My own blends are unique, and I don’t want to give out any recipes. So there. Besides, what would be the fun of that? Far better that you make your own amazing discoveries (and horrible mistakes) and find your own way.
So, instead, here are my modern dos and don’ts to help you attain your own whisky blending nirvana, Saintsbury-style:
…buy the right size vessel. Too small and you’ll be upgrading in months. Too big and there’ll be too much airspace, meaning evaporation and the loss of volatile alcohols. These changes may improve your blend, but it’s a risk factor outside your control. Make sure you fill at least 70-80% of your vessel in the first month, and keep to that level unless you’re trying to lose alcohol or mellow out your mix.
…have patience. Despite its strength, whisky can be delicate, and throwing lots of different drams together can give an initial impression of chaotic shards of flavour. These volatile liquids need time to harmonise, which is why the resting period of a blend is referred to poetically as ‘marriage’. Don't be disheartened if your blend tastes a bit edgy at first. Within a month or two you might have something more mellow and integrated, so if in doubt, leave it alone.
…go easy on heavy flavours. It’s incredible how much small amounts of a Sherry bomb or phenolic whisky will affect even a large batch. Don’t forget your olfactory epithelium can detect the phenols in a glass of Laphroaig at a concentration of 10 or so parts per million – and that’s ‘heavily peated’. Do as the pros do: use the serious stuff in small quantities as ‘top dressing’ to add complexity to your blend.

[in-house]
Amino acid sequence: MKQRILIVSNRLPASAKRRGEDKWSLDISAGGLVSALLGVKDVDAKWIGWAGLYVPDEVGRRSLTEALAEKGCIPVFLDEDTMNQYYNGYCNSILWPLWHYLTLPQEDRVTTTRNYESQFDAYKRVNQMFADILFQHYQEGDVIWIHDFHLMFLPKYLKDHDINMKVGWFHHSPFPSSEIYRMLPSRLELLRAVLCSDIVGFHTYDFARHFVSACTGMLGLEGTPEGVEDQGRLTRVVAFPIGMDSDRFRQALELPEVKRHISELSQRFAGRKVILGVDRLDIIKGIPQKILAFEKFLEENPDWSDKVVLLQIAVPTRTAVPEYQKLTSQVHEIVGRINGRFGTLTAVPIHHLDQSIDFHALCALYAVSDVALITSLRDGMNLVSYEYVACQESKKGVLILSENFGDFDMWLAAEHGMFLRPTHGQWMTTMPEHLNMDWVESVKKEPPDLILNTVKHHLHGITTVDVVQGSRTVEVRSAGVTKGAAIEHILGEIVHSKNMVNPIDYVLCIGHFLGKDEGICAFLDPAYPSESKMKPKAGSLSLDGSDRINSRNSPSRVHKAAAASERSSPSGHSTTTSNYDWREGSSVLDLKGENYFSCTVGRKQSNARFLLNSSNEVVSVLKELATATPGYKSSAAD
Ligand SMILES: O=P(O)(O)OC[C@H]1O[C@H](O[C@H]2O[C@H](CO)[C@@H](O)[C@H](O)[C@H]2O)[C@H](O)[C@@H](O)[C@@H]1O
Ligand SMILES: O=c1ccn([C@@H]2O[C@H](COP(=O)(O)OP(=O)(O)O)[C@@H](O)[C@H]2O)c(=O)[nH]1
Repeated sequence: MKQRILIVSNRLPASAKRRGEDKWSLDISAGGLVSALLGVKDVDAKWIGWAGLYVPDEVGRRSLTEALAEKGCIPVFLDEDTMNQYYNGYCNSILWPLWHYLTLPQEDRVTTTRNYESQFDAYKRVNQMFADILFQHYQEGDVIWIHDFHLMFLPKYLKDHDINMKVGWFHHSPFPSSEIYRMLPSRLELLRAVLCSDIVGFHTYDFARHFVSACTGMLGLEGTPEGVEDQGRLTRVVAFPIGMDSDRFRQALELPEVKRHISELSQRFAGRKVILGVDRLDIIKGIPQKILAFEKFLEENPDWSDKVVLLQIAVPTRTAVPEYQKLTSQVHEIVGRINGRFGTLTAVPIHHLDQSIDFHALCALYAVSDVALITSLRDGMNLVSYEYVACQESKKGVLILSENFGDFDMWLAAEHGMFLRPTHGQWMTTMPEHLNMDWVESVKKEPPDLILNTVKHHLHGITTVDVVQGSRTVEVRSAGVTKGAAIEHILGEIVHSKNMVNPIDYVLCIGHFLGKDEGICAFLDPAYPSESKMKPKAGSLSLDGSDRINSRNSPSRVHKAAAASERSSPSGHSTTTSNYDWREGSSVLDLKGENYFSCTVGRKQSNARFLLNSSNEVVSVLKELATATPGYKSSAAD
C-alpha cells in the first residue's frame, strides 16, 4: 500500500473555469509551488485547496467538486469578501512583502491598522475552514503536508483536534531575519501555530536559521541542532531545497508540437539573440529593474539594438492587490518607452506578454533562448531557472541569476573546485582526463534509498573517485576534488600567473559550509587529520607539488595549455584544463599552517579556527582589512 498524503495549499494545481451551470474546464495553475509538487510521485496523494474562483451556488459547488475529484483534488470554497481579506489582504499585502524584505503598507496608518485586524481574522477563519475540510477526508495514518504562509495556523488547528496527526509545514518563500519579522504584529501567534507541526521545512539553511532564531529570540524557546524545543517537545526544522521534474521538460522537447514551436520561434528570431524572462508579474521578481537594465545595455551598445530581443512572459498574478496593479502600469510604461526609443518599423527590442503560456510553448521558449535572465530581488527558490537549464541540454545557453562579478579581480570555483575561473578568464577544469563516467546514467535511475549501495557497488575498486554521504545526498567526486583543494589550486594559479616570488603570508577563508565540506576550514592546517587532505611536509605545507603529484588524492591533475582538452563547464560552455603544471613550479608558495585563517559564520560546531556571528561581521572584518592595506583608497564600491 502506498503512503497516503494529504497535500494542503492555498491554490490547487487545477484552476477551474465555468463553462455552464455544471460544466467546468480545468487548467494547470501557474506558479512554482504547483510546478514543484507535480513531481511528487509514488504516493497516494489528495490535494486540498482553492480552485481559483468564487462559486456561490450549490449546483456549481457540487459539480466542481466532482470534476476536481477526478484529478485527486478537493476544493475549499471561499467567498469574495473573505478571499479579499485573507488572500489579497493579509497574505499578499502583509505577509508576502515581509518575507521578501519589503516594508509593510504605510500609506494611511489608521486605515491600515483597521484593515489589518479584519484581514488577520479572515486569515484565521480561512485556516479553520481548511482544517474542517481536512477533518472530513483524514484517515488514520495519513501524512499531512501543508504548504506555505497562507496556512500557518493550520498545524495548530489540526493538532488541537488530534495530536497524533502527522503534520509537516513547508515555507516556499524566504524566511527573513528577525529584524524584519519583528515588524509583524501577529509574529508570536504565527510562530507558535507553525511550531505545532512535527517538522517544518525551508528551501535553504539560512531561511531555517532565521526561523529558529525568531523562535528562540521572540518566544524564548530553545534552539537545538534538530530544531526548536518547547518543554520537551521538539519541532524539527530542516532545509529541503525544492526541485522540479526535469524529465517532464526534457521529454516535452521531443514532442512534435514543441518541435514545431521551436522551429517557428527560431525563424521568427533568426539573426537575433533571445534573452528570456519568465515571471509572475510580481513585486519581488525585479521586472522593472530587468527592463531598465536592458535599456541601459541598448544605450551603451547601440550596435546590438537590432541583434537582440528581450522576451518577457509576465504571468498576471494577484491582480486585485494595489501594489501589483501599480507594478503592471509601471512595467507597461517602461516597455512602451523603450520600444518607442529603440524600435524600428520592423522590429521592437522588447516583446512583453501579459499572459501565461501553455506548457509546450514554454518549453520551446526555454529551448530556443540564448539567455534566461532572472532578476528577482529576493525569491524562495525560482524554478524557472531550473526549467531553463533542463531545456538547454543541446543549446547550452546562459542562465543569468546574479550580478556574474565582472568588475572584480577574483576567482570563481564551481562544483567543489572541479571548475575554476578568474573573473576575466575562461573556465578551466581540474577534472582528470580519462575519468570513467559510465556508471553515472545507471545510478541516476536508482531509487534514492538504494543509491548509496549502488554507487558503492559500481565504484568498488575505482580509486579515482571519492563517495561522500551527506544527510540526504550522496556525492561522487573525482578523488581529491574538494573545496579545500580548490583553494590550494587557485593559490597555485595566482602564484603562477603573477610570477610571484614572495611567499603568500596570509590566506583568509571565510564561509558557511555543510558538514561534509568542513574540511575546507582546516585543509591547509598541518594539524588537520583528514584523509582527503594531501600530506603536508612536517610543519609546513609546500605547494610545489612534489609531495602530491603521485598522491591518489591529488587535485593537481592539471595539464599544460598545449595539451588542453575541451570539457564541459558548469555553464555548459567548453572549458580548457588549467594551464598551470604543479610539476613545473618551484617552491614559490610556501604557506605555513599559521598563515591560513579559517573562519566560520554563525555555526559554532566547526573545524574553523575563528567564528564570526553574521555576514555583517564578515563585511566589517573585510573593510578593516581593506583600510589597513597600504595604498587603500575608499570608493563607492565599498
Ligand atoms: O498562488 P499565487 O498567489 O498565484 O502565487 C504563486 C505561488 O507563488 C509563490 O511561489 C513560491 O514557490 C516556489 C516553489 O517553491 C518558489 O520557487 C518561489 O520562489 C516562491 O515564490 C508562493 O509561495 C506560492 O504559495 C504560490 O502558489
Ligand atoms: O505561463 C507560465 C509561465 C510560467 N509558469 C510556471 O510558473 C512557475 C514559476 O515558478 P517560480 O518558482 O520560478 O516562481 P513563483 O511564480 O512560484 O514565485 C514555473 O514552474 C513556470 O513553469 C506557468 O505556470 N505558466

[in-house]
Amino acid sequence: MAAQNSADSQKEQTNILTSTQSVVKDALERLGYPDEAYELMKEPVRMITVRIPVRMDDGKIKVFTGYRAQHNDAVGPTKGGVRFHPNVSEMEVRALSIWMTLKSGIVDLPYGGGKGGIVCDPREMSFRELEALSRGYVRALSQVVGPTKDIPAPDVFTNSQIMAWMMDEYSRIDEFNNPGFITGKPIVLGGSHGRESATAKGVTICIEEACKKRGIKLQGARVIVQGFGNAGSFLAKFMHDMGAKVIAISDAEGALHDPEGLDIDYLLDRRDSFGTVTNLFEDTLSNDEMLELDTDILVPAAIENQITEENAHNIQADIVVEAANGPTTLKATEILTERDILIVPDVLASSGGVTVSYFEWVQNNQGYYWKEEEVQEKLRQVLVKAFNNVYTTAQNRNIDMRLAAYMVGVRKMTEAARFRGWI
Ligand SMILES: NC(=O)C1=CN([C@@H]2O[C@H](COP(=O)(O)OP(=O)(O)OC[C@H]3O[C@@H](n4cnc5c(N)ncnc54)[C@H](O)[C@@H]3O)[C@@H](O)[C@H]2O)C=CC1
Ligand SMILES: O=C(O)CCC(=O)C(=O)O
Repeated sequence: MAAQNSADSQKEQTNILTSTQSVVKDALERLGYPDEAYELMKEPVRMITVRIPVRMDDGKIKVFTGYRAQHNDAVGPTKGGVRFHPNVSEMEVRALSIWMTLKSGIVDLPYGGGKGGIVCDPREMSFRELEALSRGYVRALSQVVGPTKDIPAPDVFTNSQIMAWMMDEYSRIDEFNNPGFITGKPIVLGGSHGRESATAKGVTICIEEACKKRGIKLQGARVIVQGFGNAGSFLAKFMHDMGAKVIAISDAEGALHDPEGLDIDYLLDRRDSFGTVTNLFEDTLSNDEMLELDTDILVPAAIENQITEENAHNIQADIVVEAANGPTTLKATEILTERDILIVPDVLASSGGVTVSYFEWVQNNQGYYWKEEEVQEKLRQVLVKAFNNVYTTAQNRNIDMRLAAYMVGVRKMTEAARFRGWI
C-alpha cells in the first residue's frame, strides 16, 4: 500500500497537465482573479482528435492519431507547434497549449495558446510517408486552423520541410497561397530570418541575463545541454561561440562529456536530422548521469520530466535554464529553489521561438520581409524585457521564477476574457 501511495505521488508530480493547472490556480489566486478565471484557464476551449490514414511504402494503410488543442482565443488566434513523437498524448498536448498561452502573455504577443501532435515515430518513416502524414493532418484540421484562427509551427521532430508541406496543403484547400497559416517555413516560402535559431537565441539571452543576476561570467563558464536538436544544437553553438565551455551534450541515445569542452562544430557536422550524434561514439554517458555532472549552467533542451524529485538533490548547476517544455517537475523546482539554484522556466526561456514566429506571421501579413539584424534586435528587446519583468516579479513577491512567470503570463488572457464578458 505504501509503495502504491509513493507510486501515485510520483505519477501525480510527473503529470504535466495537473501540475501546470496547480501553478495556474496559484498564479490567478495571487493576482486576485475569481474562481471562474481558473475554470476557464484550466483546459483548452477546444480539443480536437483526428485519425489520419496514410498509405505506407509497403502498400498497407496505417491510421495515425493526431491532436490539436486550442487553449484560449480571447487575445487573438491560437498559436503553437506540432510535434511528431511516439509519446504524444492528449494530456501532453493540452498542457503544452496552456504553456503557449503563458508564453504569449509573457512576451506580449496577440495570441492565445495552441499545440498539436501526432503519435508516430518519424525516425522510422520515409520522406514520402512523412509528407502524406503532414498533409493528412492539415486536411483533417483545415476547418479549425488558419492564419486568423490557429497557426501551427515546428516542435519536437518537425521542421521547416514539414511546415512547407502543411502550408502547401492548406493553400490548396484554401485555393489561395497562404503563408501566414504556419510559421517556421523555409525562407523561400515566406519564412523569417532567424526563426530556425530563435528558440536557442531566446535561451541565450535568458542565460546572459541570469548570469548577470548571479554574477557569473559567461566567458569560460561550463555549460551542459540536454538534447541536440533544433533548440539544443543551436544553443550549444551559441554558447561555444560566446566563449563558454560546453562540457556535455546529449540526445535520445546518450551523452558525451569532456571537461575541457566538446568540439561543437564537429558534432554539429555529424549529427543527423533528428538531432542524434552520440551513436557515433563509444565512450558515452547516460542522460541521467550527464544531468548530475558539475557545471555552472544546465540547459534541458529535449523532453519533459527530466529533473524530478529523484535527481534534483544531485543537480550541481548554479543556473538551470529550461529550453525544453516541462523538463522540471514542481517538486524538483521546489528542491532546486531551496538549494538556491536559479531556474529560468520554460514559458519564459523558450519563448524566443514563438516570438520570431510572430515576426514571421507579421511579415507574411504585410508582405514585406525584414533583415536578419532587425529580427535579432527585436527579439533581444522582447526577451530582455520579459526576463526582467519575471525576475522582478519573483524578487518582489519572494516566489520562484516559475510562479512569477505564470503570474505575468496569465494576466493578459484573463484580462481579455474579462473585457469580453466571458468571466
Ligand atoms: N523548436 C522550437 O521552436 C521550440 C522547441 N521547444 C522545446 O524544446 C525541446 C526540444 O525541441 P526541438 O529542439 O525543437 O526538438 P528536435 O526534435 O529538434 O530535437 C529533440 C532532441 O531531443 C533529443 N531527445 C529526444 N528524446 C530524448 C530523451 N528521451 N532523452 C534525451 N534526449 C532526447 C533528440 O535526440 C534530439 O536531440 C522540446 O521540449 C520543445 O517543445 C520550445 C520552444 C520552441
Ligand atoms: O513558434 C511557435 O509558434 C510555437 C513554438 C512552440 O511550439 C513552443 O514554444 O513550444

…use the good juice. Just because the primary purpose of blended whisky is to bulk out the expensive stuff with filler doesn’t mean you have to be stingy. I’m not suggesting you splash your Black Bowmore in with your Aldi Single Grain, but I’m not above using a very small dram of special whisky if it’s justified in the final assemblage.
…keep it safe. Firstly, keep it away from light and heat – a dark space with minimal temperature fluctuation is best. Secondly, any large vessel of alcohol is a significant fire hazard; and razing your living space to the ground is likely to lead to difficult conversations with your insurance company/better half/pets.
Proof of the pudding and all that. Well, not pudding, but you know what we mean...
…be afraid to experiment. Any mistake can be fixed with the right liquid and a big enough vessel. Even the most exalted master blenders have made more costly and embarrassing cock-ups than you’re ever going to manage, and they’re professionals. The solution, as so often in life, is: Add More Whisky. That’s what the big guys do.
…expect it to be cheap. This is not a cost-cutting (or cost-effective) exercise, it’s an intellectual and spiritual quest for personal whisky perfection. That means cash investment. Whether you’re a blends drinker or not, the stuff on the supermarket shelves is significantly cheaper, much less hassle and, in many cases, better-tasting than anything you can come up. That’s not the point.
…fiddle too much. It takes time for the effects of your tinkering to emerge, so if you keep reacting to initial impressions, you’re likely to find yourself far from where you wanted to be once the whiskies have married properly. And, don’t forget, you’re letting fresh oxygen into your vessel every time the cork comes out.
…expect it to replace your single malt obsession. Your blend is never going to replace your favourite single malt, nor should it. And if you find yourself wondering how your newly-purchased dram will fit into your blend… Well, you might be an amazing blender, but you’re probably buying malts wrong.
…keep it all to yourself. There is no point in doing this if you’re not going to show it off to your mates. Take your blend to parties. Give house guests a bottle to take away with them. Bask in the glory of your blending skills. You don’t have to tell them it was all a massive fluke. Or how the first batch was a disaster and took six months to fix. Or how much the ingredients cost...